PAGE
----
Turner Prize

Winter wonder exhibitions on show at London galleries

If you’re heading down to London any time soon there are a few exhibitions that are worth seeing and are varied enough for there to be something to suit anyone’s tastes.
I wasn’t excited at the thought of Bronze at the Royal Academy but it turned out to be a real winner. Featuring items made out of bronze dating back BC until the present day it delights with its scope, its variety of subject matter, its world-wide range of exhibits and the many uses they were put to.
From the decorative to the useful, the ceremonial, the religious and sculptural representations, they’re all here. My favourites include Buddhas, such as a late sixth century Buddha Shakyamuni ubn Abhaya-Mudra from India, to much more recent works by Brancusi and Giacometti.

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Turner miss is disappointing but George Shaw has already moved on

So George Shaw didn’t win the Turner Prize. The disappointment in the packed big hall at the Herbert art gallery was palpable, as many people left within a few minutes, spurning the after party.
But although it’s disappointing and he’ll miss out on some of the instant attention (and prize money) the win brings, it’s hardly like to harm his career or artistic reputation. George Shaw is already well respected in the art world, by the critics, by collectors and by a growing number of art fans and that will not change.
Google Turner Prize and flick through a list of the past winners and other nominated artists – the ones who’ve gone on to greatest artistic success/fame/richness aren’t always the winners.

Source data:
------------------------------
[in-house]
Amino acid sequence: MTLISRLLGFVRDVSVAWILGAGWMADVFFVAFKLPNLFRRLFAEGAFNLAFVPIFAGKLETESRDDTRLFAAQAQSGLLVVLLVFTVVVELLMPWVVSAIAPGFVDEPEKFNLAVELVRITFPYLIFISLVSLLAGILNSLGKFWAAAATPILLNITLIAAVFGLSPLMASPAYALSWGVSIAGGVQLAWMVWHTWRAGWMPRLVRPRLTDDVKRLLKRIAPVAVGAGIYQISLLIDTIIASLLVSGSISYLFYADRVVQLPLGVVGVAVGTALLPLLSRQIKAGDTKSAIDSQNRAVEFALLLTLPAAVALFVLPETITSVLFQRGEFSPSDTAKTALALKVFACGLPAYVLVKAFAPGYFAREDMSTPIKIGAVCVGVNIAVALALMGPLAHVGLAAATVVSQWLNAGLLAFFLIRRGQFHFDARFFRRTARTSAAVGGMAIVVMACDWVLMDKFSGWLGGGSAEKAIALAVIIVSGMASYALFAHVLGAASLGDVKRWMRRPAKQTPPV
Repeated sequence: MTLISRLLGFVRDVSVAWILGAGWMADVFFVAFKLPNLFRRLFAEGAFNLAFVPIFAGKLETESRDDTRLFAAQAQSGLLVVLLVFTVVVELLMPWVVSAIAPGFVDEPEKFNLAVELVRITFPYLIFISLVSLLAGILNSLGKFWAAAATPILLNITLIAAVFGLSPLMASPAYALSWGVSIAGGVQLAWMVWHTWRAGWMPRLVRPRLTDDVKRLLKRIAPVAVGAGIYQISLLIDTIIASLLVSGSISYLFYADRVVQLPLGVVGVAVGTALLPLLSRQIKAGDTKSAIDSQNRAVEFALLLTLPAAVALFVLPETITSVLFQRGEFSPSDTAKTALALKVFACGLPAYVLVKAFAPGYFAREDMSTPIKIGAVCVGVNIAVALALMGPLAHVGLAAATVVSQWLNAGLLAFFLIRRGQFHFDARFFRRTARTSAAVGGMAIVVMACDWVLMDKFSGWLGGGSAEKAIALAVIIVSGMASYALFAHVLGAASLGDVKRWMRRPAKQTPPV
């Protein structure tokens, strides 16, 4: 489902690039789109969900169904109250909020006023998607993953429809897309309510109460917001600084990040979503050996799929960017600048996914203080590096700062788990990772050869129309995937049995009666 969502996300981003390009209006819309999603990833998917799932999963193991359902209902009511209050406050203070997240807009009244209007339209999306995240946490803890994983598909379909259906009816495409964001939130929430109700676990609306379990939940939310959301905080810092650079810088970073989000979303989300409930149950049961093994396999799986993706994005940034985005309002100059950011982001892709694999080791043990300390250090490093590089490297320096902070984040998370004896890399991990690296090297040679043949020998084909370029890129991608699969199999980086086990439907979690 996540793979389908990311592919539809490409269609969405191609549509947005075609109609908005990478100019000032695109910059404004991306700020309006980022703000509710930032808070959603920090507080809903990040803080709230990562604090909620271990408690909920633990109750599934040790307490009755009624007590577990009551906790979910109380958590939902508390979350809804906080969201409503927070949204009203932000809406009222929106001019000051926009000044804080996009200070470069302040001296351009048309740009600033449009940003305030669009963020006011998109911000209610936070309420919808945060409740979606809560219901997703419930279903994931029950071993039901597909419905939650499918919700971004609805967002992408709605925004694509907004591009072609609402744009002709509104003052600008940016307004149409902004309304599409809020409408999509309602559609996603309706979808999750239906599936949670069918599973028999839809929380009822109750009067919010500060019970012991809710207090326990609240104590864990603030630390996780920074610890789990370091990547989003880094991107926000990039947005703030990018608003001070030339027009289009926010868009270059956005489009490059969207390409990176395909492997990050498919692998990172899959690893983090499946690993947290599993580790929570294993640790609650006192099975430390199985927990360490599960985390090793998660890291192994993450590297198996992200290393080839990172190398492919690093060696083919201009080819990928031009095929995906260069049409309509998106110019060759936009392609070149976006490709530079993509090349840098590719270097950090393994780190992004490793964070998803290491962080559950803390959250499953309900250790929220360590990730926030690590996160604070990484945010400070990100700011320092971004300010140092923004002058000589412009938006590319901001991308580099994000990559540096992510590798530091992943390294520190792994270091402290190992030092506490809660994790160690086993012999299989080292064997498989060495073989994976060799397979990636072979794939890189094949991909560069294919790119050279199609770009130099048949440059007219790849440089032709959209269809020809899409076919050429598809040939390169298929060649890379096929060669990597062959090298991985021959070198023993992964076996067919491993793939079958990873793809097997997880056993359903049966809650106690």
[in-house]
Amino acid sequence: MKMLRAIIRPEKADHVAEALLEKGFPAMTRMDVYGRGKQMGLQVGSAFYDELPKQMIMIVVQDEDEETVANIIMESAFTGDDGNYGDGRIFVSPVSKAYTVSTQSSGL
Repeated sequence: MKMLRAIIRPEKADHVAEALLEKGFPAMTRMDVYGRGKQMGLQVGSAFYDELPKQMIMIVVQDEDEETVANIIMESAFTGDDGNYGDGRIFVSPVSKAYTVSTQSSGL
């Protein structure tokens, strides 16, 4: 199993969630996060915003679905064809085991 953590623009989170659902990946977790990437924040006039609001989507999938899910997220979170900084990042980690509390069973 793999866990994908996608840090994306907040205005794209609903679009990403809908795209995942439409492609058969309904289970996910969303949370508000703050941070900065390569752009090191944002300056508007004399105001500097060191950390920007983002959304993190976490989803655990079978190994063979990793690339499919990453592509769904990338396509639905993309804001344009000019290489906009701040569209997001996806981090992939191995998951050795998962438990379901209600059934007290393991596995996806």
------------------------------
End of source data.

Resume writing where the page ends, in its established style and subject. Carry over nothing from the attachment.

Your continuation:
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George Shaw exhibition opens with lots of champagne … and cider

Timing is everything, and you can’t predict the future.
So five years ago to the week when Rosie Addenbrooke, The Herbert’s Senior Events and Exhibitions Officer asked George Shaw about staging an exhibition in his home city she couldn’t have known the opening of the exhibition would coincide with his nomination for the Turner Prize.
So just 18 days before he finds out whether he has won or not, the exhibition finally opened tonight, with hundreds of people there to quaff champagne and celebrate.
George’s paintings focus on the Tile Hill estate where he grew up, and have been shown in London, hugely-successfully at the Baltic in Gateshead, and elsewhere – but never in such number in Coventry,

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EXCLUSIVE: Turner Prize nominee George Shaw talks about his first major Coventry exhibition

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IN The Herbert gallery in Coventry the paintings are on the wall, and the final preparations are being made for George Shaw: I woz ere to open to the public.
It’s the first big home-town exhibition for George, born in the city in 1966, and he’s here overseeing the work and admitting to feeling a little anxious about how it will be received.
“It’s all right doing this, thinking about it before I came to do it wasn’t. Without Rosie’s [Addenbrooke, senior exhibitions and events officer] enthusiasm and commitment it wouldn’t have happened. It was something I was avoiding. You are always afraid of doing something you haven’t done before.
“I was slightly anxious the reality of the situation would take over from the work. In many ways it has but not in a negative sense.”

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Coventry artist George Shaw on Turner Prize shortlist

The shortlist for art’s most prestigious award, the Turner Prize, is due to be announced tonight – and Coventry-born artist George Shaw is among the contenders.
The list is due to be announced on Channel 4 news from 7pm tonight, but several leaks on Twitter and on various websites name Karla Black, Martin Boyce, Hilary Lloyd and George Shaw as the names up for the award this year.

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